An agency of the General Assembly, saying state government must spend at least $172 million to cover losses in Maryland's savings and loan crisis, reinforced today Gov. Harry Hughes' strategy of gradually solving the problem by spending government money and selling assets of crippled thrift associations.

In its first detailed analysis of the financial debacle that has dominated the state since last May, the Department of Fiscal Services sharply disagreed with Hughes' estimate of how much money the state can recover through civil lawsuits as it tries to end the crisis by 1990.

The department also disputed the governor's estimate of the cost of repaying the 50,000 depositors of Old Court Savings & Loan of Baltimore.

However, the thrust of the 34-page report bolstered key elements of Hughes' plan to end the crisis, including the partial repayment of Old Court depositors with $100 million in transportation funds and another $70 million in general government funds.

The expenditure of $100 million from the transportation trust fund has drawn sharp criticism from suburban legislators who fear they will lose money for badly needed road improvements.

Today, though, after reviewing the report by the Fiscal Services Department, the leadership of the state Senate and House of Delegates embraced Hughes' plan to spend the transportation funds as a first step to ending the savings and loan crisis.

"This report brings the House, the Senate and the executive together," said Senate President Melvin A. Steinberg (D-Baltimore County). "The basic plan is set."

Benjamin L. Cardin, the speaker of the House of Delegates, also predicted that the legislature will make no major changes in Hughes' depositor relief plan. "We have to present a unified position to the bond houses" that have been reviewing Maryland's coveted AAA bond rating, Cardin said.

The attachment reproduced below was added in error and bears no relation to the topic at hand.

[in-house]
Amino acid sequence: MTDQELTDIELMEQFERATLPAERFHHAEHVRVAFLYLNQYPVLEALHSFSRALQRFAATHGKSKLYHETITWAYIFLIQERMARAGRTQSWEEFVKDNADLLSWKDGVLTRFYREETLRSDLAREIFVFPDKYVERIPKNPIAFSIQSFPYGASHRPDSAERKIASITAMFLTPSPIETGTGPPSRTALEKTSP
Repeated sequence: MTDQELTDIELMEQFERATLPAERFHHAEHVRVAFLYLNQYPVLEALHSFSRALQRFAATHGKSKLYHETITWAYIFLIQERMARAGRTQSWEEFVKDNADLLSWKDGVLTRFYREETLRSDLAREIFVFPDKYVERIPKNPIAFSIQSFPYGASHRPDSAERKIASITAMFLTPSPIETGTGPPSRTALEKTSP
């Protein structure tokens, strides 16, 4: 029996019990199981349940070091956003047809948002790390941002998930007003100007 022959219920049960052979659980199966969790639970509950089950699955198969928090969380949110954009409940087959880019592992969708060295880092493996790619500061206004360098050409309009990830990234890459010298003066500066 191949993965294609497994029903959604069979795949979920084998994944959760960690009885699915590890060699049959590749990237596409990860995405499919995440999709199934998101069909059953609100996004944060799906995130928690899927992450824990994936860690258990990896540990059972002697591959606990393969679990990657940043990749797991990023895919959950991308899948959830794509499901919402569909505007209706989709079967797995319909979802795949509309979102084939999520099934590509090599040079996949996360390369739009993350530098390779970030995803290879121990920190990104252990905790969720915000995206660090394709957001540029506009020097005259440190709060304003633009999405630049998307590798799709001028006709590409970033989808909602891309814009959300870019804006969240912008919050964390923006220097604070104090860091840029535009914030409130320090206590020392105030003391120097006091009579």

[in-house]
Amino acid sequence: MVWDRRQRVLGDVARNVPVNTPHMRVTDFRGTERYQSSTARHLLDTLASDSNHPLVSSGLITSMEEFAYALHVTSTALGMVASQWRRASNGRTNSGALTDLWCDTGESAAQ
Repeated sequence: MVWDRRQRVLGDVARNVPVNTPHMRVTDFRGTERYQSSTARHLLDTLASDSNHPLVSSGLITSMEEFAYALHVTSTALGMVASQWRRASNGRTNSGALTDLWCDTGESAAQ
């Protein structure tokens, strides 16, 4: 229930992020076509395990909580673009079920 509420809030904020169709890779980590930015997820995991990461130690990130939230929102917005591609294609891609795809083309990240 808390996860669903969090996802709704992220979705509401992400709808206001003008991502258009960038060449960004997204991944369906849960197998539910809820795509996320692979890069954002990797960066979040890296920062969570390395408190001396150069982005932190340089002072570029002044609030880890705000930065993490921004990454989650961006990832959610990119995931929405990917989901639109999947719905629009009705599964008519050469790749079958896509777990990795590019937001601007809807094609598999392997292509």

The fiscal services estimate of a $172 million overall loss in the thrift crisis corresponds to figures used by Hughes in preparing his budget for the coming year.

The report listed nine scenarios Maryland officials could face in the months ahead as they grapple with the sale of Old Court assets and the planned sale of Community and First Maryland savings and loans.

Federal officials have yet to approve the sales of those two Montgomery County thrifts, and many legislators fear that one or both of the deals may fall through.

If that happens, the state government may still be selling off the assets of Community and First Maryland as late as 1991 and 1993, respectively, the Fiscal Services Department said.

Hughes, who hopes the federal government will approve the Community and First Maryland sales, has made a separate pledge of $164 million in state funds to persuade prospective buyers to take on the two ailing thrifts. The governor's plan assumes that the state will be able to recover more than $70 million of that sum through the sale of the thrifts' assets and repayment of loans.

In the case of Old Court, the Hughes administration has estimated it will cost the state an initial $124.8 million to pay back depositors by 1990, with a recovery of at least $75 million of that through civil litigation.

The fiscal services department disputed both of those projections, saying its "moderate" estimate calls for a $133.8 million cost and its "pessimistic" estimate a $154.7 million cost.

William S. Ratchford II, director of the Fiscal Services Department, also said the projected $75 million recovery through civil lawsuits was too speculative an estimate.

"There is not any basis for making a firm estimate" of dollars to be recovered in some future legal action, he said.

Also today, Rep. Barbara Mikulski (D-Md.) introduced legislation in Congress to grant tax relief to Maryland savings and loan depositors whose accounts have been frozen. The bill would exempt federal income taxes on interest earned on savings accounts, if depositors cannot withdraw the interest because of the bankruptcy or insolvency of the financial institution.

Taxes would have to be paid once depositors have access to the interest income.